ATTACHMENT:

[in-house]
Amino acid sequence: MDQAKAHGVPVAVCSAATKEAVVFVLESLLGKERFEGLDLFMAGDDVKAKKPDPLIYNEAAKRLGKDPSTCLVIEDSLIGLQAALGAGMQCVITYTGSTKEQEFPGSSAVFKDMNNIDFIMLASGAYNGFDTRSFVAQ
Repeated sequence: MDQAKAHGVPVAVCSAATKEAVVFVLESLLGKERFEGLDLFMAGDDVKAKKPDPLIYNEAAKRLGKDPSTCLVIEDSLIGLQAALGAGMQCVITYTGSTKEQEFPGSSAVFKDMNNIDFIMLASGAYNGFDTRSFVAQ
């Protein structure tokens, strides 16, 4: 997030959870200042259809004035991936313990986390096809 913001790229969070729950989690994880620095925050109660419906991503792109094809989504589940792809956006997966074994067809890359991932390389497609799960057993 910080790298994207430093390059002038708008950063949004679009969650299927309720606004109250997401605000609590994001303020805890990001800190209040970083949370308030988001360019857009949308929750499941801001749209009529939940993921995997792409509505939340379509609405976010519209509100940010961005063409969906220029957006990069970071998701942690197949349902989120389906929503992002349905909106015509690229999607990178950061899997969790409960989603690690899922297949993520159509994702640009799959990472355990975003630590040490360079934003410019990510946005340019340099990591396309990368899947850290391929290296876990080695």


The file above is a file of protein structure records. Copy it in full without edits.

[in-house]
Amino acid sequence: MDQAKAHGVPVAVCSAATKEAVVFVLESLLGKERFEGLDLFMAGDDVKAKKPDPLIYNEAAKRLGKDPSTCLVIEDSLIGLQAALGAGMQCVITYTGSTKEQEFPGSSAVFKDMNNIDFIMLASGAYNGFDTRSFVAQ
Repeated sequence: MDQAKAHGVPVAVCSAATKEAVVFVLESLLGKERFEGLDLFMAGDDVKAKKPDPLIYNEAAKRLGKDPSTCLVIEDSLIGLQAALGAGMQCVITYTGSTKEQEFPGSSAVFKDMNNIDFIMLASGAYNGFDTRSFVAQ
């Protein structure tokens, strides 16, 4: 997030959870200042259809004035991936313990986390096809 913001790229969070729950989690994880620095925050109660419906991503792109094809989504589940792809956006997966074994067809890359991932390389497609799960057993 910080790298994207430093390059002038708008950063949004679009969650299927309720606004109250997401605000609590994001303020805890990001800190209040970083949370308030988001360019857009949308929750499941801001749209009529939940993921995997792409509505939340379509609405976010519209509100940010961005063409969906220029957006990069970071998701942690197949349902989120389906929503992002349905909106015509690229999607990178950061899997969790409960989603690690899922297949993520159509994702640009799959990472355990975003630590040490360079934003410019990510946005340019340099990591396309990368899947850290391929290296876990080695």